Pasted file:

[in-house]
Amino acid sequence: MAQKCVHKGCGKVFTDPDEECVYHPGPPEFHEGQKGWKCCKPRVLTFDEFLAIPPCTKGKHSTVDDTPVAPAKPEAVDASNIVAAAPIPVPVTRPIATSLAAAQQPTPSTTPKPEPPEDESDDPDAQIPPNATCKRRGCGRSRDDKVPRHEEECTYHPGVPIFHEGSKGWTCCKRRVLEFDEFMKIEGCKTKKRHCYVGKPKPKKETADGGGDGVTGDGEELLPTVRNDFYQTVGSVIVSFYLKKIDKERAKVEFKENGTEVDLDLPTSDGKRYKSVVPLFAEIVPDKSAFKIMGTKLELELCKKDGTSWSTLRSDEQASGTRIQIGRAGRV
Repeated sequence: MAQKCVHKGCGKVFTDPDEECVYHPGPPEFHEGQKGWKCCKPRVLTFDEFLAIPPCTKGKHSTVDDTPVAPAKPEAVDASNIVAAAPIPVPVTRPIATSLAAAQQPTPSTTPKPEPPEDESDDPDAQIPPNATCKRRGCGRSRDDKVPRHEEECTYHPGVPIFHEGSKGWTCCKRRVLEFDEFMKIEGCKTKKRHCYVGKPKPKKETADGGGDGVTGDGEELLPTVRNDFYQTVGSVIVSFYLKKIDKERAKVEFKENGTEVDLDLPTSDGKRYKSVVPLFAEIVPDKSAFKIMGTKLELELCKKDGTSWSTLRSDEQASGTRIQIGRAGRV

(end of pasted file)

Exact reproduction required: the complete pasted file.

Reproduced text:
[in-house]
Amino acid sequence: MAQKCVHKGCGKVFTDPDEECVYHPGPPEFHEGQKGWKCCKPRVLTFDEFLAIPPCTKGKHSTVDDTPVAPAKPEAVDASNIVAAAPIPVPVTRPIATSLAAAQQPTPSTTPKPEPPEDESDDPDAQIPPNATCKRRGCGRSRDDKVPRHEEECTYHPGVPIFHEGSKGWTCCKRRVLEFDEFMKIEGCKTKKRHCYVGKPKPKKETADGGGDGVTGDGEELLPTVRNDFYQTVGSVIVSFYLKKIDKERAKVEFKENGTEVDLDLPTSDGKRYKSVVPLFAEIVPDKSAFKIMGTKLELELCKKDGTSWSTLRSDEQASGTRIQIGRAGRV
Repeated sequence: MAQKCVHKGCGKVFTDPDEECVYHPGPPEFHEGQKGWKCCKPRVLTFDEFLAIPPCTKGKHSTVDDTPVAPAKPEAVDASNIVAAAPIPVPVTRPIATSLAAAQQPTPSTTPKPEPPEDESDDPDAQIPPNATCKRRGCGRSRDDKVPRHEEECTYHPGVPIFHEGSKGWTCCKRRVLEFDEFMKIEGCKTKKRHCYVGKPKPKKETADGGGDGVTGDGEELLPTVRNDFYQTVGSVIVSFYLKKIDKERAKVEFKENGTEVDLDLPTSDGKRYKSVVPLFAEIVPDKSAFKIMGTKLELELCKKDGTSWSTLRSDEQASGTRIQIGRAGRV